- Increase the speed to medium-low, add the egg whites and lemon juice, and mix until the icing is completely smooth. It should have the texture of a thick, shiny glaze, but be just thin enough to pour.
☞TESTER TIP: If the mixture is too thick, add additional egg whites to thin it. If the mixture is too thin, add the additional sugar, 1 tablespoon at a time.
- Scrape the icing into a piping bag fitted with a large round tip (#3). Outline each of the cookies with the icing and wait 15 minutes for the outlines to harden.
- After 15 minutes, return to the first cookie and flood the icing within the outline. (See the FAQ above "What Does Flooding Cookies Mean?") Let the frosting dry completely, at least 8 hours and up to overnight, before adding the decorating icing.
Make the decorating icing and decorate the cookies
- In the bowl of a standing mixer fitted with the paddle attachment, combine the confectioners’ sugar with the egg whites and 1 teaspoon lemon juice and beat on low to medium-low speed until the icing is completely smooth, 3 to 5 minutes. When the paddle is lifted from the icing, a peak in the icing should be created, which should fall over just a bit. It’ll be slightly thicker than the flooding icing. To reach the right consistency, add 1/2 teaspoon more egg whites and/or lemon juice at a time to thin the icing, or 1 teaspoon more confectioners’ sugar at a time to thicken the icing.
- Divide this icing into 5 or 6 small prep bowls. Add pea-size amounts of food gel or coloring to all the bowls save one, and mix, adding more gel or coloring as needed to achieve the colors you desire. Keep the last bowl plain (white).
- Place each color icing in its own pastry bag fitted with a small tip (#1).
☞TESTER TIP: Alternatively—though we don’t wholly recommend this method, as you will get cleaner lines using pastry bags and tips—you can place the icing in small resealable plastic bags, cut off just a tiny bottom corner of the bag—as small as possible—and use the bag to pipe.
- Apply the decorating icing to the outlined, filled, and completely dry skull cookies. (Feel free to rely on the above photo as a guide for traditional Day of the Dead decorations or—obviously—decorate as you want. If you need to or want to overlap decorating colors, just make sure the bottom color is dry before applying the top color over it.
- Let the decorations harden completely before serving, at least an hour or up to overnight. The cookies can be kept in an airtight container in a cool and dry environment for 3 to 5 days. Do not wrap them in plastic wrap.
Recipe Testers’ Reviews
The subtle blend of cinnamon, chipotle, and chocolate in these sugar skull cookies is so good, like a great cup of Aztec hot chocolate, that I almost hesitate to recommend decorating them. I was worried that the icing would detract from the beautiful flavors beneath, but they hang in there. So if you have the slightest inclination to frost them, go for it!
Back to the Mexican sugar cookie recipe. The lovely thing about the combination of chile and chocolate is how it gives the chocolate some backbone. The cinnamon rounds that out. The only adjustment I would make to the recipe is maybe adding either a bit more chipotle chile powder or adding some ancho chile powder in addition to the chipotle.
I used Guittard 63% Extra Dark Chocolate Chips. I put 1/4 inch thickness bands on my rolling pin and the sugar cookie dough rolled out easily. I made a variety of shapes using large skulls, smaller skulls, bats, and pumpkins.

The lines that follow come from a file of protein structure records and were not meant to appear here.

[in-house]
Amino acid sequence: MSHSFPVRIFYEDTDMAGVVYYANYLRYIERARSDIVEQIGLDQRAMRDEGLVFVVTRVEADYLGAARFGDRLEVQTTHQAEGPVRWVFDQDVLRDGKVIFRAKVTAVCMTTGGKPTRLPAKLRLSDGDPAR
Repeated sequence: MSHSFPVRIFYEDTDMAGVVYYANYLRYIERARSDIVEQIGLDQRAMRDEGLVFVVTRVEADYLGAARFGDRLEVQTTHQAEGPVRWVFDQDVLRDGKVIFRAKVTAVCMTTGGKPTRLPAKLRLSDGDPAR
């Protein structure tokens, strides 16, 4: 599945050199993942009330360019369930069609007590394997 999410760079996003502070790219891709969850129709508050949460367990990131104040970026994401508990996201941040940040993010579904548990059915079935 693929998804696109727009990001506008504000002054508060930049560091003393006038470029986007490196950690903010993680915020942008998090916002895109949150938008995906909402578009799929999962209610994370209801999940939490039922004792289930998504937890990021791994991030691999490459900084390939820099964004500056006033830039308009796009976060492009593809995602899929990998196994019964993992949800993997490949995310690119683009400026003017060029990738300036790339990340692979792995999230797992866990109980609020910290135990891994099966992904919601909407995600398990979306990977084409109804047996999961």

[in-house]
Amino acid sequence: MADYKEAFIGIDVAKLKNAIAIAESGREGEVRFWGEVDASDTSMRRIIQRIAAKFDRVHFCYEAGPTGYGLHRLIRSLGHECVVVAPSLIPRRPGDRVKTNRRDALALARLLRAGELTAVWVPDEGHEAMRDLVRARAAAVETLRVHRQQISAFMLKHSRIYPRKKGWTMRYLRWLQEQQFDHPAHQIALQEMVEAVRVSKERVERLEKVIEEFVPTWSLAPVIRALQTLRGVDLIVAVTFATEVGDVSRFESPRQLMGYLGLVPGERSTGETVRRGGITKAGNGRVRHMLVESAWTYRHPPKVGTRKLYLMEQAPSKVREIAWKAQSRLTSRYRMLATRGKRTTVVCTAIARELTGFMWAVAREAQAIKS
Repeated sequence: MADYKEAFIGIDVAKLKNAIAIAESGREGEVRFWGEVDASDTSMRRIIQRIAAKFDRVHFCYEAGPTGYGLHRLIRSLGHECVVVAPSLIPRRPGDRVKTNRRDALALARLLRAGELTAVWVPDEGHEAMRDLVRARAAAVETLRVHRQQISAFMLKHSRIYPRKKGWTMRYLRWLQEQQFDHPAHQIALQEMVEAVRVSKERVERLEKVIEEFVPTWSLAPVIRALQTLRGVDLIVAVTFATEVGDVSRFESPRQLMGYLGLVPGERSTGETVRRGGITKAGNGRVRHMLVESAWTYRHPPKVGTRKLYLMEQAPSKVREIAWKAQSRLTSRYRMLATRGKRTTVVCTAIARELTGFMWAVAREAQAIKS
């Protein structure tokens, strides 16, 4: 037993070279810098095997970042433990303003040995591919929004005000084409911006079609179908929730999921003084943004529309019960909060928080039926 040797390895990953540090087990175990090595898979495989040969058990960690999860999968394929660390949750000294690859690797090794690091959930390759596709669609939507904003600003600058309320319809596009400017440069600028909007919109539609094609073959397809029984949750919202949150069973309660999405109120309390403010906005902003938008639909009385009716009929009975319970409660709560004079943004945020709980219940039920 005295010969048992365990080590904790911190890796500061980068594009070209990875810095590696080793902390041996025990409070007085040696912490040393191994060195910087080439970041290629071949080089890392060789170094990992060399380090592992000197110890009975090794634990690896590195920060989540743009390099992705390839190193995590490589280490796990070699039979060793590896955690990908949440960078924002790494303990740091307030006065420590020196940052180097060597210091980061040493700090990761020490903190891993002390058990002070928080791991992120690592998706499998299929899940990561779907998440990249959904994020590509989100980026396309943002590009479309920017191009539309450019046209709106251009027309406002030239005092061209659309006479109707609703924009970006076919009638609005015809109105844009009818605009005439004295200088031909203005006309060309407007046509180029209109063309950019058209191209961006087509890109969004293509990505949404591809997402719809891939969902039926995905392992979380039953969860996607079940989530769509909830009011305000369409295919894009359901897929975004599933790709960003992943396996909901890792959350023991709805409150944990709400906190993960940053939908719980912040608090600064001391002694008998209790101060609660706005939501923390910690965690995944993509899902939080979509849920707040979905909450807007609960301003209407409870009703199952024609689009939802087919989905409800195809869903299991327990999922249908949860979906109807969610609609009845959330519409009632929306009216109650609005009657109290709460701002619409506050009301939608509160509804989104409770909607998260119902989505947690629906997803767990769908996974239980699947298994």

You can find skull cookie cutters in the cake and cookie area of many stores. In fact, when I asked for them at a Mexican grocery store, they had no idea what I was asking for, although I think the right ethnic source will have these without crossing the border. I found elaborate skull cutters so ornate that I almost didn’t want to cover the detail with the icing. I also found a slightly plainer skull as part of a Halloween set on sale.
Some cinnamon, chipotle, and chocolate cookies got Day of the Dead decorations, others were more weirdly spooky.
Usually when someone says “Icing” and “decorating tip #432,” I run the other way, but once in a while you must step up to the plate, try to relax, and get your game face on.
The good part of these step-by-step icing recipe instructions is that you discover the paddle attachment on your mixer is your new best friend. It does a better job of making icing with egg whites than I ever could have expected.
There was a subtle difference between the icing recipes—the first one had cream of tarter and more egg white and a bit more sugar, but wasn’t that different from the second one, which was used to color and decorate.
In fact, I think the first one flowed better and would have been easier to use in fine lines. I had quite a lot of icing left over, needing only half for the cookies. I used piping bottles instead of pastry bags since they often are my nemesis, and I regretted not having that extra icing when I divided my decor batch for coloring and found without enough volume the smaller piping bottles were a challenge.
I can see where the small zip-locs might have worked better if I had been more confident, and it would be faster, thus the icing wouldn’t start to set up and have to be stirred. Last resort—a drop or two of glycerin helped.
The piping sets up quickly, but when I realized my artwork was going to be more rustic, I was glad I had picked up a jar of candy eyes on clearance at Williams-Sonoma and used them to a somewhat less skeletal effect, but hopefully they will get a laugh.
When I couldn’t get more colored icing to flow because the bottles and pens couldn’t cope with smaller amounts, I turned to sparkle. I had dusting (powdery) sparkle that can either be used with a dry brush or wet, and I gave some of the skulls a little makeup lesson, and the bats got pink sparkle inside their ears.
Originally published October 26, 2017